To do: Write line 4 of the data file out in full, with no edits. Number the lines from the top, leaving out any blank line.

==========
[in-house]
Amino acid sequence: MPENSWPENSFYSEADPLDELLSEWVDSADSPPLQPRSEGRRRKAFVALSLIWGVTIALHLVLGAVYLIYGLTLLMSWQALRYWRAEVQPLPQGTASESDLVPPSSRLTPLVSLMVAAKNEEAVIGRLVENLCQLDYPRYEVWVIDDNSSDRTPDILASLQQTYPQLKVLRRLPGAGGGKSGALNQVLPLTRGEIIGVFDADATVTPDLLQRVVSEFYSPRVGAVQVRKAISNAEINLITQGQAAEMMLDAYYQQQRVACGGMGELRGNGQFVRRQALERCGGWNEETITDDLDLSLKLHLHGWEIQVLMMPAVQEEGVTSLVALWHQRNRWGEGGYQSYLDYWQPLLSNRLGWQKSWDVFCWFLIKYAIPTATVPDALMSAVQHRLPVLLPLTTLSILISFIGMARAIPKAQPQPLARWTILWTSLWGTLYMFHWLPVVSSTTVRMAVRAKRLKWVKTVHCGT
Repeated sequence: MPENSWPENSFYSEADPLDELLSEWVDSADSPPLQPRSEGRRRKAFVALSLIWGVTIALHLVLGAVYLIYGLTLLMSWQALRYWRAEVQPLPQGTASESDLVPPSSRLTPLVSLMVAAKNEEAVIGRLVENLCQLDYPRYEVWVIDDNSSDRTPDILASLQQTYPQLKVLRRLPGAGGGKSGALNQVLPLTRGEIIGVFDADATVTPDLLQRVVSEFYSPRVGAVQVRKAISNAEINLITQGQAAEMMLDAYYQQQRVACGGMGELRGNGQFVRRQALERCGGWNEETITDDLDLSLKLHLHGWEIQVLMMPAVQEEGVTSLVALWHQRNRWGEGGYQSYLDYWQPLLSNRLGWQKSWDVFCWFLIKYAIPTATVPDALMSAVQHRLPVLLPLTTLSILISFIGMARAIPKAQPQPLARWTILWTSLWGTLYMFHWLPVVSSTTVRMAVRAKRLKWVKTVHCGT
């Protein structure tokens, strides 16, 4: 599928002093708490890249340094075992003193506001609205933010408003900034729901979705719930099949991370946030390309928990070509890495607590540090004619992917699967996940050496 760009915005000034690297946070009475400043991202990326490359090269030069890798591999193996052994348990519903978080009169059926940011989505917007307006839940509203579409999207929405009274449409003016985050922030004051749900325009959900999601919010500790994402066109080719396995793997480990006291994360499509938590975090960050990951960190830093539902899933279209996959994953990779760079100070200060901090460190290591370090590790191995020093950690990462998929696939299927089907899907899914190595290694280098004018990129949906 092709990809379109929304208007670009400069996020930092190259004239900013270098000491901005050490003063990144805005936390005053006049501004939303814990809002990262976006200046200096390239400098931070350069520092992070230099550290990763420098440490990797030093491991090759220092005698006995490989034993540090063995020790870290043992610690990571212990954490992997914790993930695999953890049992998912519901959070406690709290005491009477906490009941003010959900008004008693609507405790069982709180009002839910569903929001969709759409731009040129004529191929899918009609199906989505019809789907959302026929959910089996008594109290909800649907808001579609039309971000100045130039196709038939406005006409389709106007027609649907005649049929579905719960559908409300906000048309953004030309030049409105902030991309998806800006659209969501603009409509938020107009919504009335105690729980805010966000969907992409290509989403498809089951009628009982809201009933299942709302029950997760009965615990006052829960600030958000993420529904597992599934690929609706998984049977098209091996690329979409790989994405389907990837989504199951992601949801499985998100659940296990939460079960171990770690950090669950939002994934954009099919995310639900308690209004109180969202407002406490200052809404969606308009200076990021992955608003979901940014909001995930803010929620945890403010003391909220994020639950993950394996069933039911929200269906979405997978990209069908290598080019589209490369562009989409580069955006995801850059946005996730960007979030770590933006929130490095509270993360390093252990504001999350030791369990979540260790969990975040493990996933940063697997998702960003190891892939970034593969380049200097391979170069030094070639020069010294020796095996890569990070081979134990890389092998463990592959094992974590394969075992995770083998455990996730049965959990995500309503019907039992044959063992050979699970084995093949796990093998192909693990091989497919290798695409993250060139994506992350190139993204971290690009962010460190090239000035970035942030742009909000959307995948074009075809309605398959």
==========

């Protein structure tokens, strides 16, 4: 599928002093708490890249340094075992003193506001609205933010408003900034729901979705719930099949991370946030390309928990070509890495607590540090004619992917699967996940050496 760009915005000034690297946070009475400043991202990326490359090269030069890798591999193996052994348990519903978080009169059926940011989505917007307006839940509203579409999207929405009274449409003016985050922030004051749900325009959900999601919010500790994402066109080719396995793997480990006291994360499509938590975090960050990951960190830093539902899933279209996959994953990779760079100070200060901090460190290591370090590790191995020093950690990462998929696939299927089907899907899914190595290694280098004018990129949906 092709990809379109929304208007670009400069996020930092190259004239900013270098000491901005050490003063990144805005936390005053006049501004939303814990809002990262976006200046200096390239400098931070350069520092992070230099550290990763420098440490990797030093491991090759220092005698006995490989034993540090063995020790870290043992610690990571212990954490992997914790993930695999953890049992998912519901959070406690709290005491009477906490009941003010959900008004008693609507405790069982709180009002839910569903929001969709759409731009040129004529191929899918009609199906989505019809789907959302026929959910089996008594109290909800649907808001579609039309971000100045130039196709038939406005006409389709106007027609649907005649049929579905719960559908409300906000048309953004030309030049409105902030991309998806800006659209969501603009409509938020107009919504009335105690729980805010966000969907992409290509989403498809089951009628009982809201009933299942709302029950997760009965615990006052829960600030958000993420529904597992599934690929609706998984049977098209091996690329979409790989994405389907990837989504199951992601949801499985998100659940296990939460079960171990770690950090669950939002994934954009099919995310639900308690209004109180969202407002406490200052809404969606308009200076990021992955608003979901940014909001995930803010929620945890403010003391909220994020639950993950394996069933039911929200269906979405997978990209069908290598080019589209490369562009989409580069955006995801850059946005996730960007979030770590933006929130490095509270993360390093252990504001999350030791369990979540260790969990975040493990996933940063697997998702960003190891892939970034593969380049200097391979170069030094070639020069010294020796095996890569990070081979134990890389092998463990592959094992974590394969075992995770083998455990996730049965959990995500309503019907039992044959063992050979699970084995093949796990093998192909693990091989497919290798695409993250060139994506992350190139993204971290690009962010460190090239000035970035942030742009909000959307995948074009075809309605398959």